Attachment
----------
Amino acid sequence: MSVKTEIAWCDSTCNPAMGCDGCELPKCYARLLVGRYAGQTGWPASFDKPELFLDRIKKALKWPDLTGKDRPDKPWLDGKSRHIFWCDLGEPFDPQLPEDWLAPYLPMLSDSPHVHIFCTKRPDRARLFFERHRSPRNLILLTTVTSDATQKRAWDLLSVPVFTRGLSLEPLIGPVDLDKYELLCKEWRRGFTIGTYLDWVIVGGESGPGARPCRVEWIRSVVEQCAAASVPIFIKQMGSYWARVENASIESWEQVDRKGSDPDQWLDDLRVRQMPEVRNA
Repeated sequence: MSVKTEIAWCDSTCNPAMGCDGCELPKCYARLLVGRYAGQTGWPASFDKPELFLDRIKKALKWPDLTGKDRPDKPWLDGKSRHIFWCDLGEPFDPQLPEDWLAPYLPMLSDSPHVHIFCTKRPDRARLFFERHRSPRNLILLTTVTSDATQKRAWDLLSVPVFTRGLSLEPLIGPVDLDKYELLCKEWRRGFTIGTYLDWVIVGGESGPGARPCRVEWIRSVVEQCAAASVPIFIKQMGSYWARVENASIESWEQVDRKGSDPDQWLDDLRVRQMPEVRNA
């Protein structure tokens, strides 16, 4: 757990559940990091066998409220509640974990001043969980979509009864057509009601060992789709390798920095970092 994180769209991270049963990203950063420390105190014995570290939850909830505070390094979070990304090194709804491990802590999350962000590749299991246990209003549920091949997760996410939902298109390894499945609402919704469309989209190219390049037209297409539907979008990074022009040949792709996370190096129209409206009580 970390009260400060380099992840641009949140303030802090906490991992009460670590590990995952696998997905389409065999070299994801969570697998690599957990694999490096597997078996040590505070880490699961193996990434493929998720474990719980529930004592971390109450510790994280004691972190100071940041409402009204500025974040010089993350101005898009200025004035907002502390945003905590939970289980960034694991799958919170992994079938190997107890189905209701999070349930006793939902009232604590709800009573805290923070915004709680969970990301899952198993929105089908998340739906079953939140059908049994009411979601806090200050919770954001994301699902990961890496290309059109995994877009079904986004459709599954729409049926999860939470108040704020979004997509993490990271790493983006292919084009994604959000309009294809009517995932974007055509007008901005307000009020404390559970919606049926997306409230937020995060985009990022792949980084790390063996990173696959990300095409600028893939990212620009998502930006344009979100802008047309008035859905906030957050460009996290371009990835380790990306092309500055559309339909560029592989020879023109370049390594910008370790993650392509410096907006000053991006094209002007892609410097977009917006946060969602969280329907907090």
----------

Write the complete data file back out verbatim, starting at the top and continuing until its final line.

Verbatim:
Amino acid sequence: MSVKTEIAWCDSTCNPAMGCDGCELPKCYARLLVGRYAGQTGWPASFDKPELFLDRIKKALKWPDLTGKDRPDKPWLDGKSRHIFWCDLGEPFDPQLPEDWLAPYLPMLSDSPHVHIFCTKRPDRARLFFERHRSPRNLILLTTVTSDATQKRAWDLLSVPVFTRGLSLEPLIGPVDLDKYELLCKEWRRGFTIGTYLDWVIVGGESGPGARPCRVEWIRSVVEQCAAASVPIFIKQMGSYWARVENASIESWEQVDRKGSDPDQWLDDLRVRQMPEVRNA
Repeated sequence: MSVKTEIAWCDSTCNPAMGCDGCELPKCYARLLVGRYAGQTGWPASFDKPELFLDRIKKALKWPDLTGKDRPDKPWLDGKSRHIFWCDLGEPFDPQLPEDWLAPYLPMLSDSPHVHIFCTKRPDRARLFFERHRSPRNLILLTTVTSDATQKRAWDLLSVPVFTRGLSLEPLIGPVDLDKYELLCKEWRRGFTIGTYLDWVIVGGESGPGARPCRVEWIRSVVEQCAAASVPIFIKQMGSYWARVENASIESWEQVDRKGSDPDQWLDDLRVRQMPEVRNA
């Protein structure tokens, strides 16, 4: 757990559940990091066998409220509640974990001043969980979509009864057509009601060992789709390798920095970092 994180769209991270049963990203950063420390105190014995570290939850909830505070390094979070990304090194709804491990802590999350962000590749299991246990209003549920091949997760996410939902298109390894499945609402919704469309989209190219390049037209297409539907979008990074022009040949792709996370190096129209409206009580 970390009260400060380099992840641009949140303030802090906490991992009460670590590990995952696998997905389409065999070299994801969570697998690599957990694999490096597997078996040590505070880490699961193996990434493929998720474990719980529930004592971390109450510790994280004691972190100071940041409402009204500025974040010089993350101005898009200025004035907002502390945003905590939970289980960034694991799958919170992994079938190997107890189905209701999070349930006793939902009232604590709800009573805290923070915004709680969970990301899952198993929105089908998340739906079953939140059908049994009411979601806090200050919770954001994301699902990961890496290309059109995994877009079904986004459709599954729409049926999860939470108040704020979004997509993490990271790493983006292919084009994604959000309009294809009517995932974007055509007008901005307000009020404390559970919606049926997306409230937020995060985009990022792949980084790390063996990173696959990300095409600028893939990212620009998502930006344009979100802008047309008035859905906030957050460009996290371009990835380790990306092309500055559309339909560029592989020879023109370049390594910008370790993650392509410096907006000053991006094209002007892609410097977009917006946060969602969280329907907090």